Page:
Dr Thomas Ploetz
Lecturer (Context Aware Computing)

I am a Lecturer in "Context Aware Computing". My research agenda is centred on "Computational Behaviour Analysis", which basically means that I am building computational (that is statistical) models that describe and will help in assessing human behaviour. The basis for this is the analysis of behavioural data that is captured in a pretty opportunistic way utilising a variety of sensing modalities, most notably pervasive/ubiquitous sensors (e.g., accelerometers, RFID, environmental sensors), cameras, or microphones. The modelling itself is agnostic in terms of the actual choice of sensing modalities as long as the relevant information for behaviour analysis is captured. Behaviour data are sequential by definition. Consequently, related modelling techniques are focused on sequential models (for example of Markovian type). I am especially interested in quantitative assessments of human behaviour, which is of value for, for example, skill assessment. My day-to-day work can probably best be summarised as applied machine learning for activity recognition. 

The central theme of my research is to develop techniques and systems that actually have an impact on people's life. Therefore, my research is almost always connected to some practical application (in contrast to purely theoretical work) and I am keen on deploying systems I develop in the "wild", i.e., in real-world settings. The most prominent domain for this kind of work is health, where I am working on computational assessments of behavioural phenotypes of, for example, Parkinson's, Dementia, or Autism. Within the Digital Interaction group I am involved in a number of projects that address these research themes from different angles. 

A complete and up-to-date list of all my publications is maintained at my mendeley page.


I am a Lecturer in "Context Aware Computing". My research agenda is centred on "Computational Behaviour Analysis", which basically means that I am building computational (that is statistical) models that describe and will help in assessing human behaviour. The basis for this is the analysis of behavioural data that is captured in a pretty opportunistic way utilising a variety of sensing modalities, most notably pervasive/ubiquitous sensors (e.g., accelerometers, RFID, environmental sensors), cameras, or microphones. The modelling itself is agnostic in terms of the actual choice of sensing modalities as long as the relevant information for behaviour analysis is captured. Behaviour data are sequential by definition. Consequently, related modelling techniques are focused on sequential models (for example of Markovian type). I am especially interested in quantitative assessments of human behaviour, which is of value for, for example, skill assessment. My day-to-day work can probably best be summarised as applied machine learning for activity recognition.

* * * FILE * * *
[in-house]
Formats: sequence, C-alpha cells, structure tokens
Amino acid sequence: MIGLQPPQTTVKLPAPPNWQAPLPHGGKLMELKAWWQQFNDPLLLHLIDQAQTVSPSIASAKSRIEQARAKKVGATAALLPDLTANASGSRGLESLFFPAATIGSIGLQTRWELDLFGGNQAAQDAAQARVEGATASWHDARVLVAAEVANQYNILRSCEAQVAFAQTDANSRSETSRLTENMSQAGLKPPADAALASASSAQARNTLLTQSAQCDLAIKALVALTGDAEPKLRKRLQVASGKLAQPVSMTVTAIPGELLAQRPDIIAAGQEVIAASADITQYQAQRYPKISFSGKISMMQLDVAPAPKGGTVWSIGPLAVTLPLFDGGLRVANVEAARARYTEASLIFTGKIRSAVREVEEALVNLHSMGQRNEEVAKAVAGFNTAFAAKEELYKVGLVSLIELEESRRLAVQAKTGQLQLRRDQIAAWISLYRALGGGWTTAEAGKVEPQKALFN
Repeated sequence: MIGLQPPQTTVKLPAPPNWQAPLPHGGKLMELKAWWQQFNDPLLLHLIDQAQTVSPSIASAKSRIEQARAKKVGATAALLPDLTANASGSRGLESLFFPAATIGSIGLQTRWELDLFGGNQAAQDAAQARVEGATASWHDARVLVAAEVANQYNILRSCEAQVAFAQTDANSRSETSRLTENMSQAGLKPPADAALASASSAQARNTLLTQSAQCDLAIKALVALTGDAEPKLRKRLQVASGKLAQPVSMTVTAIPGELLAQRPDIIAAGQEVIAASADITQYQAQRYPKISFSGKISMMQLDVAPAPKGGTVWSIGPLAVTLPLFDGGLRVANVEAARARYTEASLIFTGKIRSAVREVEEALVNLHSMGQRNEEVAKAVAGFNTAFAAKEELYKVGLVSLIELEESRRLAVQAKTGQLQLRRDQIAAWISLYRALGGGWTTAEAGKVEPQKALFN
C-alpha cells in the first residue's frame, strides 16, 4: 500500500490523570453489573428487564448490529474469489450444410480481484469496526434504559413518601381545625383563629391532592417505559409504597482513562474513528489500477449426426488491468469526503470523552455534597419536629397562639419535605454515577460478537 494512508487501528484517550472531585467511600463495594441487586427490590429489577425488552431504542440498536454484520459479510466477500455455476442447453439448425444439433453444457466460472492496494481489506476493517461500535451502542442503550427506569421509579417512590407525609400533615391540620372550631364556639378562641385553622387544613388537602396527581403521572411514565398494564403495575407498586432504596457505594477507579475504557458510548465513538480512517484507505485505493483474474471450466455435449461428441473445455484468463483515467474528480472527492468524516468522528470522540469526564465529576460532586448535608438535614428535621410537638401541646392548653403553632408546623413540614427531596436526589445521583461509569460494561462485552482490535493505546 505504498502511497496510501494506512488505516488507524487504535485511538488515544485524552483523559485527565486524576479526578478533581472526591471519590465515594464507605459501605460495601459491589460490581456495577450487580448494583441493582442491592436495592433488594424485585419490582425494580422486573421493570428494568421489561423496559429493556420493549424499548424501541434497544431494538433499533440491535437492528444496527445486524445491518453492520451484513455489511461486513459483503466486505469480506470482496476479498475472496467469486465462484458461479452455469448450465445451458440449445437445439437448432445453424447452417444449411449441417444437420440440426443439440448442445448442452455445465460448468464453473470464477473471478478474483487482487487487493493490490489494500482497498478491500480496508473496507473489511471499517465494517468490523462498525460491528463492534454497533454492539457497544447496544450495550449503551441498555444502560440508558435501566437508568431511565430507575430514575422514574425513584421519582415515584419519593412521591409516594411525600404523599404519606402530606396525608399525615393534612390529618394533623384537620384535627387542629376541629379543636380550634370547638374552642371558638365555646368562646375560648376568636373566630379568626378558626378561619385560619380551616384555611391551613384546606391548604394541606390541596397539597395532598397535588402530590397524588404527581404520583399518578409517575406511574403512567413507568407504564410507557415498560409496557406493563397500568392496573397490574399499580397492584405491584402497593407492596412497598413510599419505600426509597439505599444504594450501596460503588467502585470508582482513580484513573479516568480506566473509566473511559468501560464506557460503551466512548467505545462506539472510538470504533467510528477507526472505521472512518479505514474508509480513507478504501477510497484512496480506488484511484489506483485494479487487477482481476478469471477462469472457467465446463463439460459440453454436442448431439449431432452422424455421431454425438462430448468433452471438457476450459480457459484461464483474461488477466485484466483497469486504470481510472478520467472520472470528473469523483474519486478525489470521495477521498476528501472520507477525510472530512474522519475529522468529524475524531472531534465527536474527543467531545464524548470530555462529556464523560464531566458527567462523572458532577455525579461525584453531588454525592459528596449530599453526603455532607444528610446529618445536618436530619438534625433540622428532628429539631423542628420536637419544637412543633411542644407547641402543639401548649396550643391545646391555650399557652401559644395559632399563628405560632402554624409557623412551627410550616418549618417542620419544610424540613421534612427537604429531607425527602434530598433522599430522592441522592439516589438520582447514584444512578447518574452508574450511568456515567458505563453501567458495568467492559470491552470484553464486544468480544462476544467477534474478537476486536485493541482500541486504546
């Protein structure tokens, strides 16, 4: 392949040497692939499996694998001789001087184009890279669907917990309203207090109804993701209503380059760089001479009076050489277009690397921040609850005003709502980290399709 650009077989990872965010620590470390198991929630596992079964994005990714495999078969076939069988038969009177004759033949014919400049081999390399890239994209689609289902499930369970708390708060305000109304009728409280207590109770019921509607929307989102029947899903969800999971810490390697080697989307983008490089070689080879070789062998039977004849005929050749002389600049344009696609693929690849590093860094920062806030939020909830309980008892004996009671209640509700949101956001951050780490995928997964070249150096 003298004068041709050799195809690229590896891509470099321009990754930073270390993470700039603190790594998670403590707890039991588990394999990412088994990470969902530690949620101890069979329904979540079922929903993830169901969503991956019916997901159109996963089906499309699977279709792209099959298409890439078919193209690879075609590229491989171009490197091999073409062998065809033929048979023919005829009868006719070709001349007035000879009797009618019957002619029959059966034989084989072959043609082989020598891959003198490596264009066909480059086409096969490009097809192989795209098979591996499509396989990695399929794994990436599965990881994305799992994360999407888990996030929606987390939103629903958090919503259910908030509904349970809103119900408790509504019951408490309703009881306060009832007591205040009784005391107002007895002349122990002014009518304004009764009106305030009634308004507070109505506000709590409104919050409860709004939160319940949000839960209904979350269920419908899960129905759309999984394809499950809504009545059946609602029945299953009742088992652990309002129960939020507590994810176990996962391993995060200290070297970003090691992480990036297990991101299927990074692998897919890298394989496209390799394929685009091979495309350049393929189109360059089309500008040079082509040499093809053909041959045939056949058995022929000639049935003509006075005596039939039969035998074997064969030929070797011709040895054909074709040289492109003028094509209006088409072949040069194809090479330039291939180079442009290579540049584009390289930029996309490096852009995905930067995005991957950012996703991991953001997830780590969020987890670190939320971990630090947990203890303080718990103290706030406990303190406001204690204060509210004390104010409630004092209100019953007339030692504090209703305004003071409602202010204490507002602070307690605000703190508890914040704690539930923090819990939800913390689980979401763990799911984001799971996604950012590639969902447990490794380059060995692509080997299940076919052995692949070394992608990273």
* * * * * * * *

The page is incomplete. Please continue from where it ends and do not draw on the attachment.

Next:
The central theme of my research is to develop techniques and systems that actually have an impact on people's life. Therefore, my research is almost always connected to some practical application (in contrast to purely theoretical work) and I am keen on deploying systems I develop in the "wild", i.e., in real-world settings. The most prominent domain for this kind of work is health, where I am working on computational assessments of behavioural phenotypes of, for example, Parkinson's, Dementia, or Autism. Within the Digital Interaction group I am involved in a number of projects that address these research themes from different angles. 

A complete and up-to-date list of all my publications is maintained at my mendeley page.